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Chloroform, though dangerous on its own due to toxicity and carcinogenicity concerns, can form dangerous phosgene over time.
Phosgene (COCl2) is a toxic gas/liquid used as a chemical warfare agent during WWI. Phosgene can form in chloroform as it is exposed to oxygen and amounts of UV light (although UV light is not always necessary if catalytic contaminants are present). Phosgene has a characteristic odor of cut hay.
Phosgene is very toxic, with fatality occurring with short exposures of 50ppm and exposures of less than one minute at the 500ppm level. Persons exposed to phosgene may feel no adverse effects immediately, but may later suffer from pulmonary edema (build-up of fluid in the lungs) and possibly death up to 24 hours later.
Due to dangers from phosgene as well as the inherent dangers from chloroform itself, chloroform bottles should always be opened and dispensed in the hood. Persons using chloroform should also utilize gloves and eye protection at all times. If any cut-hay or similar smell is detected when using chloroform or any other chlorinated solvent, the incident should be reported and the individuals involved should seek medical attention.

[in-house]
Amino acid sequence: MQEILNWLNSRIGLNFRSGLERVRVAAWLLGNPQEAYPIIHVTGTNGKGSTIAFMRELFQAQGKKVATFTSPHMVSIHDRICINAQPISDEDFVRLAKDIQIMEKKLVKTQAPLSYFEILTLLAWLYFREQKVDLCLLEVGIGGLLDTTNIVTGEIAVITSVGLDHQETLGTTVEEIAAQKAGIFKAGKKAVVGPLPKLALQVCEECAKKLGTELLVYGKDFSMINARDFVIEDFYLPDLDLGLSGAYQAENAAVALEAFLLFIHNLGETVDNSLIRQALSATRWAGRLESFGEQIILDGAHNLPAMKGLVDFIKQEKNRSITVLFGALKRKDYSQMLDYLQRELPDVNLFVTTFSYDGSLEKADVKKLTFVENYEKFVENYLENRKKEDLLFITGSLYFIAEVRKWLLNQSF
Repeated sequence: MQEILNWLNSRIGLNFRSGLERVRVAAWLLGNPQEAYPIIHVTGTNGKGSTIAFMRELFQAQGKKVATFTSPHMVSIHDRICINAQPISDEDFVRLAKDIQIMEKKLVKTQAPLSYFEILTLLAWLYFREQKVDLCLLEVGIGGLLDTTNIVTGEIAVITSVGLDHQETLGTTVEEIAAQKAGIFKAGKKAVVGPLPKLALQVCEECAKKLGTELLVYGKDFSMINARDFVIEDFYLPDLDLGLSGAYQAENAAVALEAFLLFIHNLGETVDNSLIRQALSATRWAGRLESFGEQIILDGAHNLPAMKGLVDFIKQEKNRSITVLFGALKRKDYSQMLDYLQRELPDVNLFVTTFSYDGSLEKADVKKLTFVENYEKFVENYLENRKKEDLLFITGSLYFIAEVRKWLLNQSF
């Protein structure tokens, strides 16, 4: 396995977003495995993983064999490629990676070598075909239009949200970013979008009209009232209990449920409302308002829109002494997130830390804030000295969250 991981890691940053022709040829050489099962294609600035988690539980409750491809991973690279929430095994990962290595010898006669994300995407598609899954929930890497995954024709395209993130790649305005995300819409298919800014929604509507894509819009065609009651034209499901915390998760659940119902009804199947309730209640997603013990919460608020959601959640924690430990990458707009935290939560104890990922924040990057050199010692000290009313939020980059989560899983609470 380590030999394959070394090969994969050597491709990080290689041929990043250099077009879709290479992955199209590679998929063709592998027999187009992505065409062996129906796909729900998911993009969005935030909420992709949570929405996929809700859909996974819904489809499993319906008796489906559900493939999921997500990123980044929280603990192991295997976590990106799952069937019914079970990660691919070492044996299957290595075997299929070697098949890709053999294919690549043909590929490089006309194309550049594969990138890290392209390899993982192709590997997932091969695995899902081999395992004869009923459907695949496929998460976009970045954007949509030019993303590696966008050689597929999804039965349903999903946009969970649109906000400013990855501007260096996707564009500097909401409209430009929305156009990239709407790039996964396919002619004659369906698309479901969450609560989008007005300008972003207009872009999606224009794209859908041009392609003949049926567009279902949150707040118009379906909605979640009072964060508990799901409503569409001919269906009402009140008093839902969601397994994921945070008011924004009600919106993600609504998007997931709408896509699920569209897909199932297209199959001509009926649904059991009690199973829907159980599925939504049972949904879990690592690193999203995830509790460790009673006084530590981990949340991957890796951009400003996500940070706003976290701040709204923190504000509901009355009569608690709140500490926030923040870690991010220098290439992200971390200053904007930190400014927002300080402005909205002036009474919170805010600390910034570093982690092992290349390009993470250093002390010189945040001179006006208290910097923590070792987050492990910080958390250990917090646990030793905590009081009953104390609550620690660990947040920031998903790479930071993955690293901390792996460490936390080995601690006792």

Every bottle of chloroform should be treated as if it contains phosgene to help prevent exposure, however, testing is possible using test strips or sampling tubes. Testing can be done by the Chemical Hygiene Officer or can be done by the user using strips prepared as stated:
Strips of filter paper are dipped in 5% w/v Diphenylamine and 5% w/v Dimethylaminobenzaldehyde in an alcoholic solution (ethanol works fine) and then allowed to dry. Strips should be a very light yellow when dry, and activate to a dark yellow/orange color upon presence of phosgene.
Phosgene contaminated chloroform should not be used, and should be segregated and marked for waste disposal.